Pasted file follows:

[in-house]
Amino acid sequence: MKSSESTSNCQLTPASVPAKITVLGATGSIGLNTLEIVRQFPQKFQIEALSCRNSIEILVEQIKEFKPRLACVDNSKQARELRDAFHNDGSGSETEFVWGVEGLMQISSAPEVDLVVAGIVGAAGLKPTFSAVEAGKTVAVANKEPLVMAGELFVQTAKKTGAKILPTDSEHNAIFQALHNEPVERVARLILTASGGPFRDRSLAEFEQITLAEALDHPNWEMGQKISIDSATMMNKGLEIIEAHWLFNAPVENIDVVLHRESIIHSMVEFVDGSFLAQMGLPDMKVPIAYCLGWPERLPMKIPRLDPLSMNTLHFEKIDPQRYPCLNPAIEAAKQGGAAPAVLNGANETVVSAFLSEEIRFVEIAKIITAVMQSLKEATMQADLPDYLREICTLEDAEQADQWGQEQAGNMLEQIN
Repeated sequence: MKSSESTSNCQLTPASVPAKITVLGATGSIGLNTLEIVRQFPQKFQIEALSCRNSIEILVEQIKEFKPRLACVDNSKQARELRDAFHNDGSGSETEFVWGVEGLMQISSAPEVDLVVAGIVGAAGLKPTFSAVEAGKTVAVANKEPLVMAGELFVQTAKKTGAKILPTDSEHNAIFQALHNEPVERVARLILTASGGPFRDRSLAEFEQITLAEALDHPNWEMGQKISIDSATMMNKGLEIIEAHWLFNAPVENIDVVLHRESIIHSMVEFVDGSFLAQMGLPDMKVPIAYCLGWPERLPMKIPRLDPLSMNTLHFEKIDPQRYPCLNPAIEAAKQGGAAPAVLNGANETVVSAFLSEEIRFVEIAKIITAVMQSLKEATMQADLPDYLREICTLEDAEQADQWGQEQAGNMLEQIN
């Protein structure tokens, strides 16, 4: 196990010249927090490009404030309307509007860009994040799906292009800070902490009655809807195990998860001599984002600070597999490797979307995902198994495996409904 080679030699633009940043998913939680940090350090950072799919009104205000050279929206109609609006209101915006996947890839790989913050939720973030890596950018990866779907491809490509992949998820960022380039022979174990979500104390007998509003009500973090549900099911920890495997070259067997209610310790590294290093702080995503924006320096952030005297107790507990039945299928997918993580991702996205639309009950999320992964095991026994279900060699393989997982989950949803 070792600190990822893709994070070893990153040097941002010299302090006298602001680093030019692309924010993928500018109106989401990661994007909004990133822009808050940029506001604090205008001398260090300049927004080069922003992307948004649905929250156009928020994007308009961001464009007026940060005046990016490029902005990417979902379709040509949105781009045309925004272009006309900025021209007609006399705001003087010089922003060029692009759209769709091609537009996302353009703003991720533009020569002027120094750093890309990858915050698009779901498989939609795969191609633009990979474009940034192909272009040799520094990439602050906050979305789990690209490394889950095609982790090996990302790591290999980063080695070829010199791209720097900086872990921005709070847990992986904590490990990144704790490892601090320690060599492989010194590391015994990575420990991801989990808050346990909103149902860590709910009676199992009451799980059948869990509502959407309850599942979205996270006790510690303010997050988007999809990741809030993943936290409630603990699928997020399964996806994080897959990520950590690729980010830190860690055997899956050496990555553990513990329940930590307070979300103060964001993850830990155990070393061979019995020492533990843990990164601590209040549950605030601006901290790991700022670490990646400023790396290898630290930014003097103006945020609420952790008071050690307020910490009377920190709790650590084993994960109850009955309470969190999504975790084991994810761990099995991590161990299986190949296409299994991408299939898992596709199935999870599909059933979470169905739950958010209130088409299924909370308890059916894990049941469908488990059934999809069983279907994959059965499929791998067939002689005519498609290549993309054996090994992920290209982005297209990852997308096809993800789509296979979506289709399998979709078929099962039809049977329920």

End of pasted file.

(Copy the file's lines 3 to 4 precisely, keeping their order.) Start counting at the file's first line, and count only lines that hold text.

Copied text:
Repeated sequence: MKSSESTSNCQLTPASVPAKITVLGATGSIGLNTLEIVRQFPQKFQIEALSCRNSIEILVEQIKEFKPRLACVDNSKQARELRDAFHNDGSGSETEFVWGVEGLMQISSAPEVDLVVAGIVGAAGLKPTFSAVEAGKTVAVANKEPLVMAGELFVQTAKKTGAKILPTDSEHNAIFQALHNEPVERVARLILTASGGPFRDRSLAEFEQITLAEALDHPNWEMGQKISIDSATMMNKGLEIIEAHWLFNAPVENIDVVLHRESIIHSMVEFVDGSFLAQMGLPDMKVPIAYCLGWPERLPMKIPRLDPLSMNTLHFEKIDPQRYPCLNPAIEAAKQGGAAPAVLNGANETVVSAFLSEEIRFVEIAKIITAVMQSLKEATMQADLPDYLREICTLEDAEQADQWGQEQAGNMLEQIN
């Protein structure tokens, strides 16, 4: 196990010249927090490009404030309307509007860009994040799906292009800070902490009655809807195990998860001599984002600070597999490797979307995902198994495996409904 080679030699633009940043998913939680940090350090950072799919009104205000050279929206109609609006209101915006996947890839790989913050939720973030890596950018990866779907491809490509992949998820960022380039022979174990979500104390007998509003009500973090549900099911920890495997070259067997209610310790590294290093702080995503924006320096952030005297107790507990039945299928997918993580991702996205639309009950999320992964095991026994279900060699393989997982989950949803 070792600190990822893709994070070893990153040097941002010299302090006298602001680093030019692309924010993928500018109106989401990661994007909004990133822009808050940029506001604090205008001398260090300049927004080069922003992307948004649905929250156009928020994007308009961001464009007026940060005046990016490029902005990417979902379709040509949105781009045309925004272009006309900025021209007609006399705001003087010089922003060029692009759209769709091609537009996302353009703003991720533009020569002027120094750093890309990858915050698009779901498989939609795969191609633009990979474009940034192909272009040799520094990439602050906050979305789990690209490394889950095609982790090996990302790591290999980063080695070829010199791209720097900086872990921005709070847990992986904590490990990144704790490892601090320690060599492989010194590391015994990575420990991801989990808050346990909103149902860590709910009676199992009451799980059948869990509502959407309850599942979205996270006790510690303010997050988007999809990741809030993943936290409630603990699928997020399964996806994080897959990520950590690729980010830190860690055997899956050496990555553990513990329940930590307070979300103060964001993850830990155990070393061979019995020492533990843990990164601590209040549950605030601006901290790991700022670490990646400023790396290898630290930014003097103006945020609420952790008071050690307020910490009377920190709790650590084993994960109850009955309470969190999504975790084991994810761990099995991590161990299986190949296409299994991408299939898992596709199935999870599909059933979470169905739950958010209130088409299924909370308890059916894990049941469908488990059934999809069983279907994959059965499929791998067939002689005519498609290549993309054996090994992920290209982005297209990852997308096809993800789509296979979506289709399998979709078929099962039809049977329920």